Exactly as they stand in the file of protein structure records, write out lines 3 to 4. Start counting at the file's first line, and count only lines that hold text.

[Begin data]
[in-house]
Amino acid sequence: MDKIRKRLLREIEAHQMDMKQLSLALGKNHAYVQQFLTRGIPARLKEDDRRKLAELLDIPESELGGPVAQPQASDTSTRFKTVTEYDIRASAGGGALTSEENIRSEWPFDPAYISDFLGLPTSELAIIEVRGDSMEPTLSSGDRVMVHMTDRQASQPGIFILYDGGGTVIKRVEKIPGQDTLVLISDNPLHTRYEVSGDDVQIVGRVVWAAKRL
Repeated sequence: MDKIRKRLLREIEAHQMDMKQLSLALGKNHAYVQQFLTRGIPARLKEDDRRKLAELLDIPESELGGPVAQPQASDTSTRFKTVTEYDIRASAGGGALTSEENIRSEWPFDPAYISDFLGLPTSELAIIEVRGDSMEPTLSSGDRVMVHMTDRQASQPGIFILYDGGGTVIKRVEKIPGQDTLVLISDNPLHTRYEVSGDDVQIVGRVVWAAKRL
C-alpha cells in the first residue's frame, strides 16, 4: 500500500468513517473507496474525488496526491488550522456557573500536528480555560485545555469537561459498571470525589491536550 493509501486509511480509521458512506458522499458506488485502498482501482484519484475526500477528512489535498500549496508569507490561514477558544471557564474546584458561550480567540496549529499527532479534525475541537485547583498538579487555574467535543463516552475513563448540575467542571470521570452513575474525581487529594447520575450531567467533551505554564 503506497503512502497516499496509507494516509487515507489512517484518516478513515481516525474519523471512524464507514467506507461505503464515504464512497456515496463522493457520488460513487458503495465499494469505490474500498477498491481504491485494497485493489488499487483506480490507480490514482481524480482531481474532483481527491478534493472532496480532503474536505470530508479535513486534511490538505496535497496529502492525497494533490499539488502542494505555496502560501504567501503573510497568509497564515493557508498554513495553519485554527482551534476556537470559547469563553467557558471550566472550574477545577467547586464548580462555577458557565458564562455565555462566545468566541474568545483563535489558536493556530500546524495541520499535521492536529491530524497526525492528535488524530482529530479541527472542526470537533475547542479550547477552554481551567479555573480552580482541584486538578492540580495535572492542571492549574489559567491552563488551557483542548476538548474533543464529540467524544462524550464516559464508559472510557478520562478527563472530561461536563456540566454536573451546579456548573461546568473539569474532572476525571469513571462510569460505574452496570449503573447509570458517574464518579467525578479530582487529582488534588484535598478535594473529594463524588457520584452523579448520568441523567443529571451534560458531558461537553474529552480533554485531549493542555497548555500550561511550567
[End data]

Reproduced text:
Repeated sequence: MDKIRKRLLREIEAHQMDMKQLSLALGKNHAYVQQFLTRGIPARLKEDDRRKLAELLDIPESELGGPVAQPQASDTSTRFKTVTEYDIRASAGGGALTSEENIRSEWPFDPAYISDFLGLPTSELAIIEVRGDSMEPTLSSGDRVMVHMTDRQASQPGIFILYDGGGTVIKRVEKIPGQDTLVLISDNPLHTRYEVSGDDVQIVGRVVWAAKRL
C-alpha cells in the first residue's frame, strides 16, 4: 500500500468513517473507496474525488496526491488550522456557573500536528480555560485545555469537561459498571470525589491536550 493509501486509511480509521458512506458522499458506488485502498482501482484519484475526500477528512489535498500549496508569507490561514477558544471557564474546584458561550480567540496549529499527532479534525475541537485547583498538579487555574467535543463516552475513563448540575467542571470521570452513575474525581487529594447520575450531567467533551505554564 503506497503512502497516499496509507494516509487515507489512517484518516478513515481516525474519523471512524464507514467506507461505503464515504464512497456515496463522493457520488460513487458503495465499494469505490474500498477498491481504491485494497485493489488499487483506480490507480490514482481524480482531481474532483481527491478534493472532496480532503474536505470530508479535513486534511490538505496535497496529502492525497494533490499539488502542494505555496502560501504567501503573510497568509497564515493557508498554513495553519485554527482551534476556537470559547469563553467557558471550566472550574477545577467547586464548580462555577458557565458564562455565555462566545468566541474568545483563535489558536493556530500546524495541520499535521492536529491530524497526525492528535488524530482529530479541527472542526470537533475547542479550547477552554481551567479555573480552580482541584486538578492540580495535572492542571492549574489559567491552563488551557483542548476538548474533543464529540467524544462524550464516559464508559472510557478520562478527563472530561461536563456540566454536573451546579456548573461546568473539569474532572476525571469513571462510569460505574452496570449503573447509570458517574464518579467525578479530582487529582488534588484535598478535594473529594463524588457520584452523579448520568441523567443529571451534560458531558461537553474529552480533554485531549493542555497548555500550561511550567